Councils are doing more to help unemployed people than the Government as data shows people are falling through the cracks.
The Local Government Association has made the claim as the North East shoulders the country’s highest unemployment rate (9.1%) and as its research shows there has been an alarming 28% increase in the number of unemployed not claiming benefits in the last 18 months.
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It means that while Government data does not reveal the full extent of the problem, the LGA says local authorities are being left to pick up the pieces.
The LGA has praised North East councils for working with employers, charities and voluntary groups, schools, colleges and housing associations, and says schemes are offering one-to-one mentoring, training, work placements and apprenticeships at a crucial time.
LGA chairman David Sparks said the capacity for councils to play this role, however, is under threat as all parties eye further cuts.
“Unemployment is falling, but the headlines hide the plight of our most vulnerable residents who are falling through the cracks. Too many are let down by national job schemes which are unable to identify or help them because they have not signed on at their local Jobcentre Plus.
“Councils across the country are desperate to ensure no-one is left behind and have sought to support those being forgotten by these national services by using their local knowledge, expertise and connections with local organisations and services to target their hardest to reach residents.”
Council leaders say national schemes aim to simply shift people from the benefits queue and that approach is damaging for some of the most vulnerable, such as young or disabled people.
Leader of Newcastle City Council, Councillor Nick Forbes, said the news was more evidence that the Government must devolve more powers to the North East.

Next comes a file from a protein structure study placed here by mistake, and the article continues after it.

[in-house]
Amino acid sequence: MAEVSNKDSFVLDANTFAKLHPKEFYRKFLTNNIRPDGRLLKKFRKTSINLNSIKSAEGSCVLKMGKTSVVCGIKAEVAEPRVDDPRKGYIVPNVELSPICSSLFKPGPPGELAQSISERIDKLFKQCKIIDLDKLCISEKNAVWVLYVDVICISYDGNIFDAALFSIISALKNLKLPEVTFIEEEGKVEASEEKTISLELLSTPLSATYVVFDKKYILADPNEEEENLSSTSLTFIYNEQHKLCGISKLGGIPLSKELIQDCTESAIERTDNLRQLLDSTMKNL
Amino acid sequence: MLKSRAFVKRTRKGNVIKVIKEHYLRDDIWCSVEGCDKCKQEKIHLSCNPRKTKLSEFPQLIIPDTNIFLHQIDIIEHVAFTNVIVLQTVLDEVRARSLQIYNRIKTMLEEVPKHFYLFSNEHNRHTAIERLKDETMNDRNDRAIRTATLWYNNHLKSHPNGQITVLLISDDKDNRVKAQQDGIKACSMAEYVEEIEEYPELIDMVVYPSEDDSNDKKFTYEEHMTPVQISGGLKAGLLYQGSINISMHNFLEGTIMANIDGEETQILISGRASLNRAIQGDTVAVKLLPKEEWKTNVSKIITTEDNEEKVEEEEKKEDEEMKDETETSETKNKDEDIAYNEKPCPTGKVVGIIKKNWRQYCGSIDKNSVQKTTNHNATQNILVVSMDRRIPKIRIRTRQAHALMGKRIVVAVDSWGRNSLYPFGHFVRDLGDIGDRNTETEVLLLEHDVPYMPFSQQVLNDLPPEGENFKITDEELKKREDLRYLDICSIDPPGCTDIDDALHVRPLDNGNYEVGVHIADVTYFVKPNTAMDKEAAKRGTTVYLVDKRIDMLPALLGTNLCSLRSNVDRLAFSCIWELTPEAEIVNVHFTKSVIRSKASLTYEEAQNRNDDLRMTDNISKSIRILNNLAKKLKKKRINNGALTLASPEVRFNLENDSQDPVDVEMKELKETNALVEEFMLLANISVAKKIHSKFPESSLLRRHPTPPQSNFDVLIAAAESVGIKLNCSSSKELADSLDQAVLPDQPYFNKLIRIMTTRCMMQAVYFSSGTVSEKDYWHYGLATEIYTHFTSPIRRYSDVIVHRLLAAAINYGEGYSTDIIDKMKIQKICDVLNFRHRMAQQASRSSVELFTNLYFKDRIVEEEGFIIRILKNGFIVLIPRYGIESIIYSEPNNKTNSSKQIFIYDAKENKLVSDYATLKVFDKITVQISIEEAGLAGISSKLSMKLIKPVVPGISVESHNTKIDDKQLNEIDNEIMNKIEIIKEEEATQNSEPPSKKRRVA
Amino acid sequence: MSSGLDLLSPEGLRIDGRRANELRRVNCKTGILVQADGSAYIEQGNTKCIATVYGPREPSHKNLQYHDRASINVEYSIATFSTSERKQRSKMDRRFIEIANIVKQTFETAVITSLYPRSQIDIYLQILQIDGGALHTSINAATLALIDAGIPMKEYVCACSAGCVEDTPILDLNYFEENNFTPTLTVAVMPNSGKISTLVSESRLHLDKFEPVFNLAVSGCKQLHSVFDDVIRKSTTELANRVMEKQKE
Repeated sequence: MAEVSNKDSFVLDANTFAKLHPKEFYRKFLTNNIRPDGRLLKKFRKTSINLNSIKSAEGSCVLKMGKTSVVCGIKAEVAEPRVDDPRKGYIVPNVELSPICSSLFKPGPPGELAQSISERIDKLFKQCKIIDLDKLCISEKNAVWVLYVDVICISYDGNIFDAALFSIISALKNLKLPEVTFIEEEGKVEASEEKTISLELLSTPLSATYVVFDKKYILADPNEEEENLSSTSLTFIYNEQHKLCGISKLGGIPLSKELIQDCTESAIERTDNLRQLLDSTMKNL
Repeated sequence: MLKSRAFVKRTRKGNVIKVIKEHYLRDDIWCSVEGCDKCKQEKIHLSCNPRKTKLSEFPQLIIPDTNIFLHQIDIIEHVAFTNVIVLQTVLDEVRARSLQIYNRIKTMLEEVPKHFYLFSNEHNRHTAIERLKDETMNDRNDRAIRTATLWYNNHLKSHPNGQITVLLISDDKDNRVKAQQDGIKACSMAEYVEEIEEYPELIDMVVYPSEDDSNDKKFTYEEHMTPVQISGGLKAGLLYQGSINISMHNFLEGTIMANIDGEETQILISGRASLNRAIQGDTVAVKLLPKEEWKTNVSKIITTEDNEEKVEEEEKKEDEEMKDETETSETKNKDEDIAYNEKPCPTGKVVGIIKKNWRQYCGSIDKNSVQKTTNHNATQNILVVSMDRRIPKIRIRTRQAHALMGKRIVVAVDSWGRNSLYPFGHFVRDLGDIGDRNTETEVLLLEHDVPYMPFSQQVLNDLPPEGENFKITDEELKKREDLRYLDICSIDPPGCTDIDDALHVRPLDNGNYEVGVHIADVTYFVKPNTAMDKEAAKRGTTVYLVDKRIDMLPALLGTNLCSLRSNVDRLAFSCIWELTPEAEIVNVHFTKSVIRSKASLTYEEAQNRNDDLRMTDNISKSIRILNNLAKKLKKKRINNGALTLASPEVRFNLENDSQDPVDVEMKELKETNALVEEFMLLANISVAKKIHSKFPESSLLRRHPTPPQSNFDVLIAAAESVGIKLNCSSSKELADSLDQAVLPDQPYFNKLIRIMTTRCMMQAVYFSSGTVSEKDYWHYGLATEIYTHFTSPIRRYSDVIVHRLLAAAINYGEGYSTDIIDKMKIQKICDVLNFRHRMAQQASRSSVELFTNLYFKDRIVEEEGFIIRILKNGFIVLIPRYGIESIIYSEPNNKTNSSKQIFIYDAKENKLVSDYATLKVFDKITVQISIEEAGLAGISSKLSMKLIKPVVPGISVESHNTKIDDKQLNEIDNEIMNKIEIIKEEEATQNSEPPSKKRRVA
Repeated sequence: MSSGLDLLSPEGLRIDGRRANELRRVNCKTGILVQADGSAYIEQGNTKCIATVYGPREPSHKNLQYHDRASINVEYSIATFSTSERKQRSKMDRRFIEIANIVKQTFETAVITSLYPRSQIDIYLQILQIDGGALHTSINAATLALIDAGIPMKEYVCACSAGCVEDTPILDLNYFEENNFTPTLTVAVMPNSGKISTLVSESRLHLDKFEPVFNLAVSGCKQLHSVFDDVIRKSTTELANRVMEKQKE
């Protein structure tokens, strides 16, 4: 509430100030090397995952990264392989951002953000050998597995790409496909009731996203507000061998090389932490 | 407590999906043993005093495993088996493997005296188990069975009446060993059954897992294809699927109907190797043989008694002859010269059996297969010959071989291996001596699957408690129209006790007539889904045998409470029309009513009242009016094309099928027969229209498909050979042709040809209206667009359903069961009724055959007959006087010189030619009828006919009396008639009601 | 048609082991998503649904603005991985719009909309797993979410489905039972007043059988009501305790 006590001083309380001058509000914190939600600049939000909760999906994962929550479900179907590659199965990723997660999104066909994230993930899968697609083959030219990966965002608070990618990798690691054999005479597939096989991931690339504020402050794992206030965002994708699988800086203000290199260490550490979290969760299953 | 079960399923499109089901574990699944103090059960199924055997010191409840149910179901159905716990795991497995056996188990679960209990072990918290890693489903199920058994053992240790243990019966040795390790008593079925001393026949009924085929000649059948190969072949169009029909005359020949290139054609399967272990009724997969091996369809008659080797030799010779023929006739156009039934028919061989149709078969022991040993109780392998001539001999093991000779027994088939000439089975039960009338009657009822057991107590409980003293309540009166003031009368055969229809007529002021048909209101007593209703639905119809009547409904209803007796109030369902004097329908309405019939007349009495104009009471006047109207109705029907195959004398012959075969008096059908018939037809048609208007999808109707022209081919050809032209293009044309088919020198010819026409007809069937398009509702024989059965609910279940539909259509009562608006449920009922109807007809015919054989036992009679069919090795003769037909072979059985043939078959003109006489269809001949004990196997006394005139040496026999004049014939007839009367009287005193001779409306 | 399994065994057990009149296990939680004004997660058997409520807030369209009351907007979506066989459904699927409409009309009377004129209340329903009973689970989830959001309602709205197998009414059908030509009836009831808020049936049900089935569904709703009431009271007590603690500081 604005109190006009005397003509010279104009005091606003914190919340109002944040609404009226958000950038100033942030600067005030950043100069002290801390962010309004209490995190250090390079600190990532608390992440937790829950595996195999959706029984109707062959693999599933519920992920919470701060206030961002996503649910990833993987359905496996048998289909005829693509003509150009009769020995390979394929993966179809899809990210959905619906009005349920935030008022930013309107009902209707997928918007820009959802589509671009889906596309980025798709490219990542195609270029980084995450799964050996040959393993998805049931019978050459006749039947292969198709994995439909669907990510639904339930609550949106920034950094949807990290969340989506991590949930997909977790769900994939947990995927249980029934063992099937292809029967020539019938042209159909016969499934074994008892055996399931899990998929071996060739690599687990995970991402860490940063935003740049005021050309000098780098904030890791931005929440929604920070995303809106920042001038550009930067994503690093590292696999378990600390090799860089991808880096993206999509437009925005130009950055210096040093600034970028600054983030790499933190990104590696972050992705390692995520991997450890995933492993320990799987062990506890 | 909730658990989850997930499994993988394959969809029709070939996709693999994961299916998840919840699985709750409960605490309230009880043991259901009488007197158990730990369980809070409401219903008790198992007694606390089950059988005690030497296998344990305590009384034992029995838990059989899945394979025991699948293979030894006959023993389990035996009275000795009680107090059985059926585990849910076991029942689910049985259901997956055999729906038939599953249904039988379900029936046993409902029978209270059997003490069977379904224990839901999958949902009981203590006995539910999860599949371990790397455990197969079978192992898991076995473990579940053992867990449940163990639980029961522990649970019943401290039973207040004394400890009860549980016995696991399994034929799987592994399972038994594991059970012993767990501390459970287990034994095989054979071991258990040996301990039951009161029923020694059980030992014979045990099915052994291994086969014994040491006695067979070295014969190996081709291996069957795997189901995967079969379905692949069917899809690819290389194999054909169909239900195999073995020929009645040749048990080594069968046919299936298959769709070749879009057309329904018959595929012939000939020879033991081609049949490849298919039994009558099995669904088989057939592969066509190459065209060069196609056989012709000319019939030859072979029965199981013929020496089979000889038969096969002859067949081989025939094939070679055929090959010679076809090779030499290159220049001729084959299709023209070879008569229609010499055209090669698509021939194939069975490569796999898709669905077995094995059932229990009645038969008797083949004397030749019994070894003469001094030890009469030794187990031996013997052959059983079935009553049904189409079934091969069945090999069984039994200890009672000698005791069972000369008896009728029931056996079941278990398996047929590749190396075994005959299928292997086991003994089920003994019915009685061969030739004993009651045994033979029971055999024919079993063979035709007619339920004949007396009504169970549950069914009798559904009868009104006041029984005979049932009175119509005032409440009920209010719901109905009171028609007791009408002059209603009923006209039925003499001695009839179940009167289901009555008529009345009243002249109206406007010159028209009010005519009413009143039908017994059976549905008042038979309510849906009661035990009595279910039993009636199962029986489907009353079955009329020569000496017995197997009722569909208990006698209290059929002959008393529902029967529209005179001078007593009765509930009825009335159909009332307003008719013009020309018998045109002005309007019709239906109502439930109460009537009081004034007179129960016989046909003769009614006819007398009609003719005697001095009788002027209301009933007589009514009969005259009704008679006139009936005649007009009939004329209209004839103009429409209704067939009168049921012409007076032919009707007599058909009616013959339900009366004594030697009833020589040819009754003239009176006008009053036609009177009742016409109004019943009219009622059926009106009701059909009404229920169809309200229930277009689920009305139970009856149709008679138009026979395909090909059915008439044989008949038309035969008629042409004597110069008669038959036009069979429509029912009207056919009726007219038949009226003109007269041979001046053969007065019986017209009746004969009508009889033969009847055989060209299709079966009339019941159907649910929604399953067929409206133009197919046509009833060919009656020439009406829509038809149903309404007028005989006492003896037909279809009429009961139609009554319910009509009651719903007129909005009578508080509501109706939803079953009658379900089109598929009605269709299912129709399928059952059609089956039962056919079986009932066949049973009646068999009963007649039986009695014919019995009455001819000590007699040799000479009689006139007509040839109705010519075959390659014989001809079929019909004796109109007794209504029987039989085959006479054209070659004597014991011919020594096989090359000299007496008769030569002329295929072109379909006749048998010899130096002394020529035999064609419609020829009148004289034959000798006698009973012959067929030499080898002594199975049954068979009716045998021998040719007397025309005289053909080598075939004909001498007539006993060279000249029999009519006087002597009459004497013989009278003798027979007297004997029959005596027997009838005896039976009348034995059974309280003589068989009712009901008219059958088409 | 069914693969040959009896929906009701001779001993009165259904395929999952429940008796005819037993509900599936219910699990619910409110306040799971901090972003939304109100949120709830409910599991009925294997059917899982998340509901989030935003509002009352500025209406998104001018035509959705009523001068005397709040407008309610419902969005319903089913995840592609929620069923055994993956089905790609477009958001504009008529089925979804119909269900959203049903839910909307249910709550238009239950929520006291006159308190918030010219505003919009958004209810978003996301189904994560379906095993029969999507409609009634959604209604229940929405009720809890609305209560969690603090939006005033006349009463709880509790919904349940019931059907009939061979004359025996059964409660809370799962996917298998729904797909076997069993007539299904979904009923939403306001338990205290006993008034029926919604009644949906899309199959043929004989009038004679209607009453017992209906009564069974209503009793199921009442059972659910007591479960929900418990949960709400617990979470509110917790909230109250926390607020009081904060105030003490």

“The Government are more interested in getting people off benefits than getting them into work. The reality is the jobs that are being created are in most cases, part-time, low wage and zero contract hours.
“Local authorities are having much more success in helping people into jobs and training than Government because they have a better understanding of what is happening in their area.”
Councillor Iain Malcolm, leader of South Tyneside Council said:
“The national approach is to move people off the benefits register as quickly as possible, but sometimes this can be to the detriment of more vulnerable residents and can exacerbate their situation if they take the first job that comes along and they are not ready to work.
“Our approach has been to offer residents constructive and comprehensive advice and support to help them back into work at the right time for them and the employer. In partnership with employers, we have designed initiatives to support jobs and apprenticeship creation this has created over 400 new jobs apprenticeships over the past three years.
“Although there have been national schemes offering wage subsidies, feedback from our employers showed that the schemes were too difficult to access due to a vast amount of eligibility criteria.
“We have taken the time to understand the barriers that our residents face when looking to go back into employment and then commissioned community learning programmes that will address those issues, such as literacy and numeracy programmes and support to help residents gain IT and money management skills.”
Source – Newcastle Evening Chronicle, 14 Jan 2015